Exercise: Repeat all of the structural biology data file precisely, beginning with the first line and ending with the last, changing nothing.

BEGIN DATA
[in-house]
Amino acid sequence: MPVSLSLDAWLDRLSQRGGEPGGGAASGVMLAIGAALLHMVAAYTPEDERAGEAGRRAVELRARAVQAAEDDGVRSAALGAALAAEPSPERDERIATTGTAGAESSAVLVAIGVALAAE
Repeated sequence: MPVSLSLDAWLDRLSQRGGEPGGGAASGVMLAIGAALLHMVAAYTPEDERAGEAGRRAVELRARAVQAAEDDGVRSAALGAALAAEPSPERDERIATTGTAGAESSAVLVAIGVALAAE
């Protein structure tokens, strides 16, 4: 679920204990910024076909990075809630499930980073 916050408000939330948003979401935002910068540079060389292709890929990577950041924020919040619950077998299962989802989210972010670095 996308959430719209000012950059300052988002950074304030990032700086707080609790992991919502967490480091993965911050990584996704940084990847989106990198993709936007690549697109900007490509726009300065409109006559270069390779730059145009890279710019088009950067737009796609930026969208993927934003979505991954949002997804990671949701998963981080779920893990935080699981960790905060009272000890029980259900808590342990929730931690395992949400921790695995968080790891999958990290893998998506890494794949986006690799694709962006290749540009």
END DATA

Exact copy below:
[in-house]
Amino acid sequence: MPVSLSLDAWLDRLSQRGGEPGGGAASGVMLAIGAALLHMVAAYTPEDERAGEAGRRAVELRARAVQAAEDDGVRSAALGAALAAEPSPERDERIATTGTAGAESSAVLVAIGVALAAE
Repeated sequence: MPVSLSLDAWLDRLSQRGGEPGGGAASGVMLAIGAALLHMVAAYTPEDERAGEAGRRAVELRARAVQAAEDDGVRSAALGAALAAEPSPERDERIATTGTAGAESSAVLVAIGVALAAE
């Protein structure tokens, strides 16, 4: 679920204990910024076909990075809630499930980073 916050408000939330948003979401935002910068540079060389292709890929990577950041924020919040619950077998299962989802989210972010670095 996308959430719209000012950059300052988002950074304030990032700086707080609790992991919502967490480091993965911050990584996704940084990847989106990198993709936007690549697109900007490509726009300065409109006559270069390779730059145009890279710019088009950067737009796609930026969208993927934003979505991954949002997804990671949701998963981080779920893990935080699981960790905060009272000890029980259900808590342990929730931690395992949400921790695995968080790891999958990290893998998506890494794949986006690799694709962006290749540009």